But black-Irish Jill must still run roughshod over everybody to solve the mystery of the murdered teenage prostitute who turns out instead to have been a Catholic-schoolgirl virgin. And while Father Ken is full of advice, she is not getting the professional help she needs from Boston police detective Kyle Secor, who -- if you happen to be into postmodern media cross-referencing -- was one of the Baltimore police detectives Michelle Forbes slept with on Homicide. You'll also notice that Ravi Kapoor, as forensic entomologist Mahesh "Bug" Vijayaraghavensatyanamurthy, has migrated across network borders from ABC's Gideon's Crossing, as if all medical shows with "Crossing" in their titles were the same. Plus, Crossing Jordan executive producer Tim Kring cut his teeth on Providence, in which another thirtysomething single-woman doctor went home to New England to live with a widowed father. Except this time, unlike Melina Kanakaredes, Jill Hennessy is not a goody-goody. She is, instead, a wicked wow.
The Mind of the Married Man (September 11, 10 to 10:30 p.m.; Sundays thereafter, 10 to 10:30 p.m.; HBO), starring stand-up comic Mike Binder as a Chicago newspaper reporter who is all the time thinking about other women even though he's married to the truly nifty Sonya Walger, wants to be Sex and the Second City, as seen through the dread Male Gaze. Surprisingly, for premium cable, oral and anal sex are a lot more blabbed about than graphically visualized. I've seen only the first three episodes, but so far it's puerile.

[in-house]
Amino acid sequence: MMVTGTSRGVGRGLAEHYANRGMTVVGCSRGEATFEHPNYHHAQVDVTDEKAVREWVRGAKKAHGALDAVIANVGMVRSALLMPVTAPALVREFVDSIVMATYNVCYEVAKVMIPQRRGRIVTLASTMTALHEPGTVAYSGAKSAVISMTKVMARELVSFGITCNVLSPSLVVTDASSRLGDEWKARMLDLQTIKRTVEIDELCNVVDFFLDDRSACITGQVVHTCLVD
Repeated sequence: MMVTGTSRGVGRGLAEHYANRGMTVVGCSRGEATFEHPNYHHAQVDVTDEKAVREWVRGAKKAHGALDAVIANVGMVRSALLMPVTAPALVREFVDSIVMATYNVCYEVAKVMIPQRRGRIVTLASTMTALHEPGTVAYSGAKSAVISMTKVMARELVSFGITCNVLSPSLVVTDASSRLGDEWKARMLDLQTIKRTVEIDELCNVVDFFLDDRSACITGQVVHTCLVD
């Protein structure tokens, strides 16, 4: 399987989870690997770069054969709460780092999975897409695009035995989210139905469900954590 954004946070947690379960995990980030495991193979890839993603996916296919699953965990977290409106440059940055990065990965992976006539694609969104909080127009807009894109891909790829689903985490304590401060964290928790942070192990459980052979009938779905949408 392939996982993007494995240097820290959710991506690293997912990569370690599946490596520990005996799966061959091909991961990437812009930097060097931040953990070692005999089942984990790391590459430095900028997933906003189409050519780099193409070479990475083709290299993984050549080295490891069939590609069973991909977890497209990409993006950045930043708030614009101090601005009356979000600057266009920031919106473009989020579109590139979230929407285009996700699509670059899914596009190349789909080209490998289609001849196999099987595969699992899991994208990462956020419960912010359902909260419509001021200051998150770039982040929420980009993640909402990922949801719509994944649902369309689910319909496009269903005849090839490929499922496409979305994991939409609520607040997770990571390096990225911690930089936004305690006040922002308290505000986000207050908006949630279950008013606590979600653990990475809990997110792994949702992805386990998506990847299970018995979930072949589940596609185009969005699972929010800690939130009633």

Chain Camera (September 12; 7 to 8:30 p.m.; Cinemax) is what happens after documentarian Kirby Dick has given video cameras to ten L.A. high-school students, one week each, then another ten, and so on for a whole school year, and then edited 700 hours down into sixteen self-portraits of mostly anxious teenagers, a sort of United Nations of unhappiness, thinking out loud about fathers, sex, race, politics, drugs, and music. No wonder Kurt Cobain checked out.
Ratrap (September 12; 9 to 10 p.m.; Court TV) is yet another "reality program," this one from England, in which producers have trained small hidden cameras and other electronic surveillance equipment on such public places as stores, bus stops, and train stations, to educate the public on how baddies go about stealing wallets, bikes, and luggage. Along with scenes of petty theft, there are tips on protecting yourself. A welcome relief from the self-importance of Cops.
The Ellen Show (September 17, 9:30 to 10 p.m.; Fridays thereafter, 8 to 8:30 p.m.; CBS) brings back Ellen DeGeneres from all the lousy publicity to a by-the-numbers sitcom in which she returns to her slowpoke hometown to be celebrated, on "Ellen Day," as a dot-com megabucks entrepreneur, only to go bust instead and decide to stay on as a guidance counselor at her old high school. So, ho-hum, she's gay. It doesn't bother her mother, Cloris Leachman; her younger sister, Emily Rutherfurd; her former teacher and now principal, Martin Mull; her onetime prom date, Jim Gaffigan; or the other lesbian in town, gym teacher (!) Diane Delano, whom I remember fondly as the tough cop on Northern Exposure who dallied with ex-astronaut Maurice. Comfortable veterans, all of them. And so are the jokes about clay ashtrays, Tom Hanks, and Ed Asner. Old-shoe, too, as if Mayberry were an erogenous zone.
Mondays starting September 17; 10 to 11 p.m.; NBC.